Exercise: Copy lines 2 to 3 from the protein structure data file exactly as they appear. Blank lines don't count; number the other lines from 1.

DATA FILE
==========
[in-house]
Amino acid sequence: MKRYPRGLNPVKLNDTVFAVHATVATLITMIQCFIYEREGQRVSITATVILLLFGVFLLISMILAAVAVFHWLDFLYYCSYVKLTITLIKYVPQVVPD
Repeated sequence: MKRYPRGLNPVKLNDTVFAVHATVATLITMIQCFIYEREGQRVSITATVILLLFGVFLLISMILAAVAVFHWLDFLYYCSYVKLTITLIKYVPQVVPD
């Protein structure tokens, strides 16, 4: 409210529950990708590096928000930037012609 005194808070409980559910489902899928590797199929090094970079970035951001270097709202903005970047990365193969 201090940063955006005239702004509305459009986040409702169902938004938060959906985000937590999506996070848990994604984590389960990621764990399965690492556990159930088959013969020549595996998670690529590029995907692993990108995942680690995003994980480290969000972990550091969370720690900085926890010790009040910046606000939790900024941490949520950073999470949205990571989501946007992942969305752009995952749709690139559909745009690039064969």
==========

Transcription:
Amino acid sequence: MKRYPRGLNPVKLNDTVFAVHATVATLITMIQCFIYEREGQRVSITATVILLLFGVFLLISMILAAVAVFHWLDFLYYCSYVKLTITLIKYVPQVVPD
Repeated sequence: MKRYPRGLNPVKLNDTVFAVHATVATLITMIQCFIYEREGQRVSITATVILLLFGVFLLISMILAAVAVFHWLDFLYYCSYVKLTITLIKYVPQVVPD